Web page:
I think it is one of Pythagoras's golden sayings, “ That a man should take care above all things to have a due respect for himself:” and it is certain, that this licentious sort of authors, who are for depreciating mankind, endeavoured to disappoint and undo what the most refined spirits have been labouring to advance since the beginning of the world. The very design of dress, good-breeding, outward ornaments, and ceremony, were to lift up human nature, and set it off to an advantage. Architecture, painting, and statuary were invented with the same design; as indeed every art and science contributes to the embellishment of life, and to the wearing off or throwing into shades the mean and low parts of our nature. Poetry carries on this great end more than all the rest, as may be seen in the following passage taken out of Sir Francis Bacon's Advancement of Learning, which gives a truer and better account of this art than all the volumes that were ever written upon it.
Poetry, especially heroical, seems to be raised altogether from a noble foundation, which makes much for the dignity of man's nature. For seeing this sensible world is in dignity inferior to the soul of man, poesy seems to endow human nature with that which history denies ; and to give satisfaction to the mind, with at least the shadow of things, where the substance cannot be had. For if the matter be thoroughly considered, a strong argument may be drawn from poesy,
that a more stately greatness of things, a more perfect order, and a more beautiful variety, delights the soul of man, than any way can be found in nature since the fall. Wherefore, seeing the acts and events which are the subjects of true history are not of that amplitude as to content the mind of man, poesy is ready at hand to feign acts more heroical. Because true history reports the successes of business not proportionable to the merit of virtues and vices, poesy corrects it, and presents events and fortunes according to desert, and according to the law of Providence: because true history, through the frequent satiety and similitude of things, works a distaste and misprision in the mind of man, poesy cheereth and refresheth the soul, chanting things rare and various, and full of vicissitudes. So as poesy serveth and conferreth to delectation, magnanimity, and morality; and therefore it may seem deservedly to have some participation of divineness, because it doth raise the mind, and exalt the spirit with high raptures, by proportioning the shows of things to the desires of the mind; and not submitting the mind to things, as reason and history do. And by these allurements and congruities, whereby it cherisheth the soul of man, joined also with consort of music, whereby it may more sweetly insinuate itself, it hath won such access, that it hath been in estimation even in rude times and barbarous nations, when other learning stood excluded.”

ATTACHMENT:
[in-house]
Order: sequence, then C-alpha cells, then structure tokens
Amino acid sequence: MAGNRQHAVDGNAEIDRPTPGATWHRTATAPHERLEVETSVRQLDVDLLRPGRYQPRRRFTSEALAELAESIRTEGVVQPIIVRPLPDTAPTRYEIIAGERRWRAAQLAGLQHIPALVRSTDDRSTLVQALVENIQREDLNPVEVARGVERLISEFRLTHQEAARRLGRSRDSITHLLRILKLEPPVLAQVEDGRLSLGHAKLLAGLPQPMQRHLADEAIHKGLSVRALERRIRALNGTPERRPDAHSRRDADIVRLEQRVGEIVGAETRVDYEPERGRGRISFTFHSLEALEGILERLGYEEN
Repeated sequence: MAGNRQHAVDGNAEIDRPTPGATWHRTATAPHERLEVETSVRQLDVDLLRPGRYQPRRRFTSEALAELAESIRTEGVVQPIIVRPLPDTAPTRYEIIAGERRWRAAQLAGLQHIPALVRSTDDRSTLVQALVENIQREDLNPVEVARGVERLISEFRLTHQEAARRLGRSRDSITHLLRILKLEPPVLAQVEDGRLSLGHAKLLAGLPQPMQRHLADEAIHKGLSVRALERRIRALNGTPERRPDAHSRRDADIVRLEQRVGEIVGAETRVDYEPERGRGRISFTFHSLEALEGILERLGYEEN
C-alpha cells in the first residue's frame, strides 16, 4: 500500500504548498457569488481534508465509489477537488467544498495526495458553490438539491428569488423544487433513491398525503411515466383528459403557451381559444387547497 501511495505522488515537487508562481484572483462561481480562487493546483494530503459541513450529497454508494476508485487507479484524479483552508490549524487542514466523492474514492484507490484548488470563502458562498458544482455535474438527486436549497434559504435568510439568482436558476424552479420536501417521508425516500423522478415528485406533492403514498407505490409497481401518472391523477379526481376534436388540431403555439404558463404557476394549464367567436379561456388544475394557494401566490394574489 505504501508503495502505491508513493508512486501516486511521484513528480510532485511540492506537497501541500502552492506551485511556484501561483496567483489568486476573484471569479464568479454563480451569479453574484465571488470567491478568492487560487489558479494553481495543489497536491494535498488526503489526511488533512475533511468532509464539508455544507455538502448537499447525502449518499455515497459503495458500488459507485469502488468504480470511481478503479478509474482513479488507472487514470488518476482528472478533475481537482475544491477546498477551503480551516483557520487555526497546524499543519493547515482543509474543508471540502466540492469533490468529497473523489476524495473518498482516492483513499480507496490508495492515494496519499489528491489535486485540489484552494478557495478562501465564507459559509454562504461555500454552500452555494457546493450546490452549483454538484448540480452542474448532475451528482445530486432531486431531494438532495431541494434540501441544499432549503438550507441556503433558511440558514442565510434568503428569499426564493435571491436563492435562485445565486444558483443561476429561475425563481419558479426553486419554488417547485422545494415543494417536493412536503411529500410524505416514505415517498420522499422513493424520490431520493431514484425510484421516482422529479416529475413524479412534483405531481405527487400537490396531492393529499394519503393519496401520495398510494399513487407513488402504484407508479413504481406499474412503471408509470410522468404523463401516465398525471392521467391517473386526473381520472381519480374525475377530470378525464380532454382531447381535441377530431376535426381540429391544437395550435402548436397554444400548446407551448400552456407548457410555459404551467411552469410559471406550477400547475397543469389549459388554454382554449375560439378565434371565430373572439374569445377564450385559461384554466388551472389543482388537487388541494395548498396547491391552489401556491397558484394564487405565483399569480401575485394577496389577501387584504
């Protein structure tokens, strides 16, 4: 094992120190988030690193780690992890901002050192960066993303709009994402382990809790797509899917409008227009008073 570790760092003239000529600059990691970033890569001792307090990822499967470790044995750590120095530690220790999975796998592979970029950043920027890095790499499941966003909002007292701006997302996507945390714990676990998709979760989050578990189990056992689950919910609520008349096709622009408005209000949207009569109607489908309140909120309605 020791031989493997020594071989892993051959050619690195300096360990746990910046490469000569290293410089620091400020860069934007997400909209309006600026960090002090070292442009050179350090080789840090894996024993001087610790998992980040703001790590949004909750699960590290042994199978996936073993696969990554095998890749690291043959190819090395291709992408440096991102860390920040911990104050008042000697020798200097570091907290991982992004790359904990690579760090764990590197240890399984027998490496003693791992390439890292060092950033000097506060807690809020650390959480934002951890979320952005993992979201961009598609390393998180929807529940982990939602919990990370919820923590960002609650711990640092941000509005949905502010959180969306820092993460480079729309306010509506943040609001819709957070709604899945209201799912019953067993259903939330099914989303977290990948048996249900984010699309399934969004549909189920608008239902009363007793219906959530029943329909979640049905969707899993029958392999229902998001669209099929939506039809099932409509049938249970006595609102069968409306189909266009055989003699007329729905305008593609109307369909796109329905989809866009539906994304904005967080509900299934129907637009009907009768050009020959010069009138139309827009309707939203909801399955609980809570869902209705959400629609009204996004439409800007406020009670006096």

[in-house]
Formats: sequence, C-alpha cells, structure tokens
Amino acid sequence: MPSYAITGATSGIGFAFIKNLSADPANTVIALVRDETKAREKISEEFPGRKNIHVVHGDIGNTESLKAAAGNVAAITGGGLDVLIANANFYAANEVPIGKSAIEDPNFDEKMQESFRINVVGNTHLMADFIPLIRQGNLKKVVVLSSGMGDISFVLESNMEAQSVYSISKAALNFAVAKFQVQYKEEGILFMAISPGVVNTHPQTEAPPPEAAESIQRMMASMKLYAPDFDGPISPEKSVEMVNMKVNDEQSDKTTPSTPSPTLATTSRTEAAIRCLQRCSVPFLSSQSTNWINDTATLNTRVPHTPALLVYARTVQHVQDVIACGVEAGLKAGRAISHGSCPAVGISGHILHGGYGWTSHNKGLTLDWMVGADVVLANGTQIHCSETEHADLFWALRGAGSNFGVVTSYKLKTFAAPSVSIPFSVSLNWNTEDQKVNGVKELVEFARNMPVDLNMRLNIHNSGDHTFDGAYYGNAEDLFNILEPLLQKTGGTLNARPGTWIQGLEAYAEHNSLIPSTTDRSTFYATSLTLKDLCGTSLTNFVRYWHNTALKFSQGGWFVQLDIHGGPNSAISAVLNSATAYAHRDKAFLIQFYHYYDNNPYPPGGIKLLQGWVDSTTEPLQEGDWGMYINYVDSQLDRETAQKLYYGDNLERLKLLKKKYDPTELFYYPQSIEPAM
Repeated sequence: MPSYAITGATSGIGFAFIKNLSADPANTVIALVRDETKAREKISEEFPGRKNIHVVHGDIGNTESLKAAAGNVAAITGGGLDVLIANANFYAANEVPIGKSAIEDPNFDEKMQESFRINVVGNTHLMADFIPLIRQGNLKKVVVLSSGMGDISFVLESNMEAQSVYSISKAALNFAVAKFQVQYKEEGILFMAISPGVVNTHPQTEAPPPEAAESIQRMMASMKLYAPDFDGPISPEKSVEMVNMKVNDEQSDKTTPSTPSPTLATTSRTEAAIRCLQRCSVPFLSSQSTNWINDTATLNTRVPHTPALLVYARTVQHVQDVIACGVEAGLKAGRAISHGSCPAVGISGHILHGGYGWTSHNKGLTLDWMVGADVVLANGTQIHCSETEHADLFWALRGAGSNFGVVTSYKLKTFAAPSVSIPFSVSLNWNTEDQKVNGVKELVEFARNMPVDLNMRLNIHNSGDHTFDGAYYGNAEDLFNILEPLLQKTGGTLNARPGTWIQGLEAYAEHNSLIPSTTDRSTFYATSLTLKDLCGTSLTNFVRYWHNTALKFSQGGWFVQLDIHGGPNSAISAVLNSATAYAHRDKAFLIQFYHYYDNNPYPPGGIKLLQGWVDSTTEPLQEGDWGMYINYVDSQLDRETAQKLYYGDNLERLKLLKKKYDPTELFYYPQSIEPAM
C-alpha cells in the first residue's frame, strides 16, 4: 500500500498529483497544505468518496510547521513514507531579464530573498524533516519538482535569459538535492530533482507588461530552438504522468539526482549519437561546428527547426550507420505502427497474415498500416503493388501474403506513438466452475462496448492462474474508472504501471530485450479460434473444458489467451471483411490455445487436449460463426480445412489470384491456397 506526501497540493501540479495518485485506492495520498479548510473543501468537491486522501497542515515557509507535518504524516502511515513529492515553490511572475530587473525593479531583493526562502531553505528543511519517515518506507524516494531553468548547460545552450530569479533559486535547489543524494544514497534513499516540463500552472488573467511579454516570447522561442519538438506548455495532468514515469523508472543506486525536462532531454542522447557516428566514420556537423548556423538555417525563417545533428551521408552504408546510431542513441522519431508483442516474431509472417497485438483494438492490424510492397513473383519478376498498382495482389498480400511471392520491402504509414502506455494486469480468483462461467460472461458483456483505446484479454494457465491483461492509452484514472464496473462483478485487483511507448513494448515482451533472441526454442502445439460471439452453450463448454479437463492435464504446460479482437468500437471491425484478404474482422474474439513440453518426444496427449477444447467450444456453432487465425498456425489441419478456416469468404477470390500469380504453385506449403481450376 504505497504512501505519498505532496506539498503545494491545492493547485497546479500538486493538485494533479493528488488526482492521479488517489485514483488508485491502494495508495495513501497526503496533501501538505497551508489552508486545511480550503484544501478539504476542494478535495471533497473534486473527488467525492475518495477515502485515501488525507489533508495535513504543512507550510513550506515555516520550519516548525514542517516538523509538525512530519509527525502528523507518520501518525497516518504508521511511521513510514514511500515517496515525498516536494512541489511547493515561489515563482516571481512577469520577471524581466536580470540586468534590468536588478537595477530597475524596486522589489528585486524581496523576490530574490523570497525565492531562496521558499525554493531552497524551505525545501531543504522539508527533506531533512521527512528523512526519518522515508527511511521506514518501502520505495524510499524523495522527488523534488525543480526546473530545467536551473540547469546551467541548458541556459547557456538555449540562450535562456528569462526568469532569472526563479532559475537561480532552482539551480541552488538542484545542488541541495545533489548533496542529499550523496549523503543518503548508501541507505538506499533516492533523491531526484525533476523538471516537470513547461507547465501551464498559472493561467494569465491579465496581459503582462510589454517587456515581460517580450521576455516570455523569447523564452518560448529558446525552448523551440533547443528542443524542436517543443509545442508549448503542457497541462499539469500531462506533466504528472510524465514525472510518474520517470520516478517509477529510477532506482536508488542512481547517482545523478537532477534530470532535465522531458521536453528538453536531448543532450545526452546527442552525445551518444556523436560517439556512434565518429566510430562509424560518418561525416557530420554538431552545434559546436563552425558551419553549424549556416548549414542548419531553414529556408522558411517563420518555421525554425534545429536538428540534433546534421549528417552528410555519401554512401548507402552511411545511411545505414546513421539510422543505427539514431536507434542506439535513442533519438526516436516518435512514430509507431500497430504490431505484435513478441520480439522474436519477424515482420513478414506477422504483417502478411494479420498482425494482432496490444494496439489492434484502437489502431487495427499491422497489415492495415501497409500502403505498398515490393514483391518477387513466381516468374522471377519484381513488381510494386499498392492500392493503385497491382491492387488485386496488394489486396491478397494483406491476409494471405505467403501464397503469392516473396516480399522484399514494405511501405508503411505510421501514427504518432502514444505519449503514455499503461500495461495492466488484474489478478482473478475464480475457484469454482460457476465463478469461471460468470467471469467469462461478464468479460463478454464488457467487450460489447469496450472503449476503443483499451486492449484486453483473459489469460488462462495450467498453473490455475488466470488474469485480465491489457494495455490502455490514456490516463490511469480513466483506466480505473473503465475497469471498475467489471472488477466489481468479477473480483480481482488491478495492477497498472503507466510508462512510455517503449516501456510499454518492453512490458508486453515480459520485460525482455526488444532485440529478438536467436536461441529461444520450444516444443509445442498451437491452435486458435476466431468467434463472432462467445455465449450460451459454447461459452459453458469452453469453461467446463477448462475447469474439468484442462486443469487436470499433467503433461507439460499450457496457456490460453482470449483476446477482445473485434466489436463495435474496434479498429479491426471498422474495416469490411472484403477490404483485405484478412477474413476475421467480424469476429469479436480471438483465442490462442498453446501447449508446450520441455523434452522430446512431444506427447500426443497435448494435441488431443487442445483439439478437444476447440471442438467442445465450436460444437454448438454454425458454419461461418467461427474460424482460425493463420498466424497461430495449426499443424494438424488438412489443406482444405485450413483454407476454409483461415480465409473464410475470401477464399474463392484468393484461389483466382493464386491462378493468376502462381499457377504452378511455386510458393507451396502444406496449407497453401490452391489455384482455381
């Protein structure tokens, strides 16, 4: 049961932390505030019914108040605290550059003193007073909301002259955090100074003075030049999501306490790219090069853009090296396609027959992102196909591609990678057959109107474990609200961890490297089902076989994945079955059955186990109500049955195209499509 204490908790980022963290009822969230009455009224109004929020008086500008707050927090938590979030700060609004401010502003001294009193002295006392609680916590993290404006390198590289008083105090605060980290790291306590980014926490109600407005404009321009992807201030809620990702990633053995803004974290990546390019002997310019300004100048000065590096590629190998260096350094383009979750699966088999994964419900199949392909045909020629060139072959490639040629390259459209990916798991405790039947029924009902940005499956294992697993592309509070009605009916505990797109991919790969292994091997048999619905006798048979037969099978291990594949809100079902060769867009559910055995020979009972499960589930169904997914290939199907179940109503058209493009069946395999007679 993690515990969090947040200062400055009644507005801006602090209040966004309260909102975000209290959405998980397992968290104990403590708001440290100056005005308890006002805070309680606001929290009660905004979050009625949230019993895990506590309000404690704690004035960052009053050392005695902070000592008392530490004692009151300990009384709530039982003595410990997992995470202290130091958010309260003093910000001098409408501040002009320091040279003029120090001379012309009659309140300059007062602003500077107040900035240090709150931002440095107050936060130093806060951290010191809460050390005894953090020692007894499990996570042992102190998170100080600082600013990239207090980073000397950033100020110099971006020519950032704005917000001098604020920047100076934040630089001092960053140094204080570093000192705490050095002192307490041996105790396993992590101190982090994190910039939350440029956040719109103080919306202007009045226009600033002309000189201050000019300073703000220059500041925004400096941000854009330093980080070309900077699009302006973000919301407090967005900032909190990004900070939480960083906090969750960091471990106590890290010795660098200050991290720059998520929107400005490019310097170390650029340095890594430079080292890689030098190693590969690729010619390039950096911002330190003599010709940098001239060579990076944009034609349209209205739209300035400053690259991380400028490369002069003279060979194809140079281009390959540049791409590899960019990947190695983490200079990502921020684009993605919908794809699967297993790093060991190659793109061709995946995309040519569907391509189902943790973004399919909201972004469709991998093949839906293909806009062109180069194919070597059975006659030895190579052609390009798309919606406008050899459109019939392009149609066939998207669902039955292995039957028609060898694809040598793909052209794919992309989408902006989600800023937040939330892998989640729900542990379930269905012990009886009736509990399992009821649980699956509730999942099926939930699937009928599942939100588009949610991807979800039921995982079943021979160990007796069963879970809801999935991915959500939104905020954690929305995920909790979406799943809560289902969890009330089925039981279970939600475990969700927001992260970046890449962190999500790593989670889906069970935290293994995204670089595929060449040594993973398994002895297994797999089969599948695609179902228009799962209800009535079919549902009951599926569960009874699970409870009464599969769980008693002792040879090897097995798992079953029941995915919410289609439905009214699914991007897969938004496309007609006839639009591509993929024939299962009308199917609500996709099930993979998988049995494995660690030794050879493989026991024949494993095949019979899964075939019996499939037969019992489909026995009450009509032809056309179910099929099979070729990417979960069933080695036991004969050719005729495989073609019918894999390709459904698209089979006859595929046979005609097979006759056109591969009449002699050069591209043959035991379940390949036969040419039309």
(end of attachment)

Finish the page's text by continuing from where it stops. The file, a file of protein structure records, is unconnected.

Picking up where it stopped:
But there is nothing which falls in with this natural greatness and dignity of human nature so much as religion, which does not only promise the entire refinement of the mind, but the glorifying of the body, and the immortality of both.
No. 110. THURSDAY, DECEMBER 22, 1709.
-Quæ lucis miseris tam dira cupido ? VIRG.
Sheer Lane, December 21. As soon as I had placed myself in the chair of judicature, I ordered my clerk Mr. Lillie to read to the assembly (who were gathered together according to notice) a certain declaration, by way of charge, to open
the purpose of my session, which tended only to this explanation, “That as other courts were often called to demand the execution of persons dead in law, so this was held to give the last orders relating to those who are dead in reason. The solicitor of the new company of upholders, near the Hay-market, appeared in behalf of that useful society, and brought in an accusation of a young woman, who herself stood at the bar before me. Mr. Lillie read her indictment, which was in substance, “ That whereas Mrs. Rebecca Pindust, of the parish of St. Martin in the Fields, had, by the use of one instrument called a looking-glass, and by the further use of certain attire, made either of cambric, muslin, or other linen wares, upon her head, attained to such an evil art and magical force in the motion of her eyes and turn of her countenance, that she, the said Rebecca, had